Cells are smart. Cells receive and process signals that originate outside their borders in order to respond to changes in their environment. Cells aren’t just targets, they send messages as well as receive them.
What kind of signals do cells receive?
Most cell signals are in the form of chemicals, such as hormones, neurotransmitters, growth factors, and extracellular matrix components. Extracellular matrix (ECM) is a collection of extracellular molecules secreted by cells that provides structural and biochemical support to the surrounding cells.
Many cells also respond to mechanical or physical signals. A well-known example of this would be the maintenance of blood sugar levels in our body. When blood sugar levels increase, the pancreas releases insulin to signal to other cells that they need to uptake glucose, which reduces glucose in the blood.
Skin sensory cells respond to pressure of touch, similar sensory cells in the ear react to the movement of sound waves. In order to maintain a consistent flow of blood through the heart, specialized cells in the vascular system can detect changes in blood pressure and send signals to affect appropriate adjustments.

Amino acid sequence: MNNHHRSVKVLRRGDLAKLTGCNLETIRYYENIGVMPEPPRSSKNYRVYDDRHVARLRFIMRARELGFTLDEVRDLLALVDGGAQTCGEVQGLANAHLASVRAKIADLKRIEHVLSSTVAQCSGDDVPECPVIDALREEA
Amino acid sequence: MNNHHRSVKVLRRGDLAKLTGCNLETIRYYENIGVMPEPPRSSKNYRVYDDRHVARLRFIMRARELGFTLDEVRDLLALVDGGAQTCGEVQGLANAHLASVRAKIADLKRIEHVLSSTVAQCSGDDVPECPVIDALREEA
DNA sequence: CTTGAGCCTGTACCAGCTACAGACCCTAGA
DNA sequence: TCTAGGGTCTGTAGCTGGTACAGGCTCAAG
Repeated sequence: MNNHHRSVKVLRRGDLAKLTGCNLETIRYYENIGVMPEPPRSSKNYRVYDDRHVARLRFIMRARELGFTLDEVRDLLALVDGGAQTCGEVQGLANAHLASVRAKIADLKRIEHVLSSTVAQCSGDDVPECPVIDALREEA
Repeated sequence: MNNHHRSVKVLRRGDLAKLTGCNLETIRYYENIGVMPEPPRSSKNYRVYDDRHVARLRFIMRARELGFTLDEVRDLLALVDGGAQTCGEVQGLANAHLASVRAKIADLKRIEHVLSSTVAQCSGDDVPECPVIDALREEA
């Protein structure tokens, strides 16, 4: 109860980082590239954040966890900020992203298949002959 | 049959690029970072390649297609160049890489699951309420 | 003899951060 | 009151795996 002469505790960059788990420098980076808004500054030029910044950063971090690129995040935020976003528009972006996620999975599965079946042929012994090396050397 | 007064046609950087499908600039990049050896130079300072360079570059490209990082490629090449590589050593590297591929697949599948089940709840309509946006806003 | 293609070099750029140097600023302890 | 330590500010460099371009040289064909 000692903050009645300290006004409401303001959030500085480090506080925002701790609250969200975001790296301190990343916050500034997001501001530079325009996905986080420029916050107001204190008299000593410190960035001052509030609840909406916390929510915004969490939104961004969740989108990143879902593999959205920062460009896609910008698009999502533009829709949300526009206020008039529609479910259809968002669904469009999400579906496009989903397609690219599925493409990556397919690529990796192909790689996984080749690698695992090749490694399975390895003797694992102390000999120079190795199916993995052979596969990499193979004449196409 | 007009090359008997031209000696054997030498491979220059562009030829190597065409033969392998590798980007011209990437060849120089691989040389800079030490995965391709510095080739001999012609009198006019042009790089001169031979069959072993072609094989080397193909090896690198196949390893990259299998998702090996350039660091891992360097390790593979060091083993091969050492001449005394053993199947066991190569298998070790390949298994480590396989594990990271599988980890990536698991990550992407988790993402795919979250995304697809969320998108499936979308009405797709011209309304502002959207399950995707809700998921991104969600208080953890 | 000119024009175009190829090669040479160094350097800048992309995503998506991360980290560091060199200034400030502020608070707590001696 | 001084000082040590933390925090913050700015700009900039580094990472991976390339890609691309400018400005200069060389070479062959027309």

How Do Cells Recognize Signals?
Within the cell membrane are proteins that act as receptors that bind signaling molecules. Receptors are specific to corresponding signaling molecules. In other words, insulin receptors bind insulin, serotonin receptors bind serotonin, and the vitamin D receptor (VDR) binds with hormonally active vitamin D, 1,25(OH)2D3.
How Do Cells Respond to Signals?
Once a receptor protein receives a signal, it undergoes a conformational change, resulting in a series of biochemical reactions within the cell. These intracellular signaling pathways, also called signal transduction cascades, typically amplify the message, producing multiple intracellular signals for every one receptor that is bound.
How Do Signals Affect Cell Function?
The signals initiate transfer or uptake of phosphate groups, which cause a conformational change in enzymes, either activating or inhibiting the enzyme activity. Then, when appropriate, protein phosphatases remove the phosphate groups from the enzymes, thereby reversing the effect on enzymatic activity.
Cells typically receive signals in chemical form via various signaling molecules. When a signaling molecule joins with an appropriate receptor on a cell surface, this binding triggers a chain of events that not only carries the signal to the cell interior, but amplifies it as well. Cells can also send signaling molecules to other cells. Some of these chemical signals, such as neurotransmitters, travel only a short distance, while others must go much farther to reach their targets.